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Dead Metaphors

There are many words or phrases we use in our daily conversations or in writing yet we don’t know in what category of literary devices they fall. An example of such a phrase is “the body of an essay”. That phrase is a dead metaphor. Do you know what a dead metaphor is? Let’s get started with its definition.

The definition of a dead metaphor

A dead metaphor is a figure of speech that has lost its original meaning and imaginative effect as a result of frequent usage for a long time. Dead metaphors are a type or category of metaphors. To get a better understanding of a dead metaphor, we will have to take a look at the definition of the word “metaphor”. We know that a metaphor is a literary device used to compare one thing to another for rhetorical effect. When dealing with metaphors we do not consider their literal meaning but instead, we look at their deeper (or implied) meaning. For instance, the metaphor “he is a lion” does not mean that the person being referred to is a lion. The metaphor implies that the subject of concern is brave, (a known quality of a lion). Dead metaphors are also called historical metaphors or frozen metaphors.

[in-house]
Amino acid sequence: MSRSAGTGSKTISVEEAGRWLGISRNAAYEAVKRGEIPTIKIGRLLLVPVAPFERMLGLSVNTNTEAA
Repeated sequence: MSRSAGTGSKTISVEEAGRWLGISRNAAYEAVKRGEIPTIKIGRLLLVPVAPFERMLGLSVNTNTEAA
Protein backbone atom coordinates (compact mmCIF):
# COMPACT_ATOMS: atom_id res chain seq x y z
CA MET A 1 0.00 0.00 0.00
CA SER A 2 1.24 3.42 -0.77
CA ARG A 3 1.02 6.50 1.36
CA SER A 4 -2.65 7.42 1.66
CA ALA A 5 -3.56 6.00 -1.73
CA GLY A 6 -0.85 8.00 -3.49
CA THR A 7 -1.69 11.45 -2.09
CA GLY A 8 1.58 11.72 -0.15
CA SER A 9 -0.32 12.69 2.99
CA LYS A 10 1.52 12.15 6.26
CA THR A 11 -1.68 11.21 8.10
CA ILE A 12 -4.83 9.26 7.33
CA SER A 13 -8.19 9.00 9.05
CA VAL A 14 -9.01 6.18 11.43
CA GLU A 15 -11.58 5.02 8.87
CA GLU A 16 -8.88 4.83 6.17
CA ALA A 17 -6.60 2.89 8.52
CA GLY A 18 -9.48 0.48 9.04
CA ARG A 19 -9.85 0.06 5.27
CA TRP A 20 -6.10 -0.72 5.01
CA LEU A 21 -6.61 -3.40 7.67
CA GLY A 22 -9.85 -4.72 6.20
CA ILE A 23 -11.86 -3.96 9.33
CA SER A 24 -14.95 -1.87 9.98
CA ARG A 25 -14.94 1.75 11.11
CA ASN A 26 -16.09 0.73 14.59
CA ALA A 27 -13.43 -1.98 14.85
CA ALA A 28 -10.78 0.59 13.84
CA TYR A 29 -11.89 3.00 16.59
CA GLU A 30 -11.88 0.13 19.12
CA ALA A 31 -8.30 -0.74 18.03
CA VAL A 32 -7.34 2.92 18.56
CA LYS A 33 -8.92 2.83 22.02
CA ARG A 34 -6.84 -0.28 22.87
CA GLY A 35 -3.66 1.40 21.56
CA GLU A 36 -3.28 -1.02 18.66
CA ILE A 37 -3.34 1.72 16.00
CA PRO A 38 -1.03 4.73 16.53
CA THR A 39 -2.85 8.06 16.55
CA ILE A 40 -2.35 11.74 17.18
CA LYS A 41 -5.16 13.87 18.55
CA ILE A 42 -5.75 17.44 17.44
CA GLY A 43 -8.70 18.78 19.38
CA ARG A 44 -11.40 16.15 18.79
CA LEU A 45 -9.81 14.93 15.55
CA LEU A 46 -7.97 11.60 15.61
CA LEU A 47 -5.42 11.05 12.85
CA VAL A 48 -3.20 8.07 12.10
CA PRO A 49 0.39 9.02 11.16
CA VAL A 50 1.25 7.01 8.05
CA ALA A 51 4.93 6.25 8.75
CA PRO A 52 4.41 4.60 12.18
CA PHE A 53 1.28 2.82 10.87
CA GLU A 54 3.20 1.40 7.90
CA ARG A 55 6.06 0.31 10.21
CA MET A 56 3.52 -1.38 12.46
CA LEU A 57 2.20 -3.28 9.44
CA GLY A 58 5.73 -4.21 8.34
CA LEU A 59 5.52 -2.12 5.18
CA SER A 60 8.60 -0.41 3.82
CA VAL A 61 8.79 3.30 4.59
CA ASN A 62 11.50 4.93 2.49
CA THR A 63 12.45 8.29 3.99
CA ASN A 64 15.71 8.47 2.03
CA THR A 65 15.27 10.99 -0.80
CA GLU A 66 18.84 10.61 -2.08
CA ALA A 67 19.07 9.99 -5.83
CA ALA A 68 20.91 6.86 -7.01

Dead metaphors used to have an implied meaning, but over time the effectiveness of their words has diminished and people identify them by their literal meaning. You can hardly argue that the phrase “the body of an essay” makes a lot of sense when considering its literal meaning. An essay has a body after all, doesn’t it? One thing about dead metaphors is that one can easily relate to their literal meaning even without being told their meaning. Let’s take a look at some of the examples of dead metaphors and their meanings.

Examples of dead metaphors

The hands of a clock: The hands of a clock include the hour hand, the minute hand, and the second hand. We no longer see the usage of the word “hands” in this metaphor as implied but rather literal. We have all accepted the idea that a clock has hands.

The face of a clock: This is used to refer to the panel of display of a clock. We know that it’s only living things that have faces (and hands), but the meaning of this metaphor has now become literal.

The legs of a table: This is used to refer to the supporting projections of a table. This metaphor can also take the form “the foot of the table or bed.”

In the same boat: This is used to refer to the idea or act of people sharing a common circumstance or situation.

Other examples of dead metaphors


Fly off the handle

Hang up the phone

Run out of time (comes from the working of an hourglass)

Laughing stock

Brand new

Cut! (Used in the film industry)


Written by Readers’ Favorite Reviewer Keith Mbuya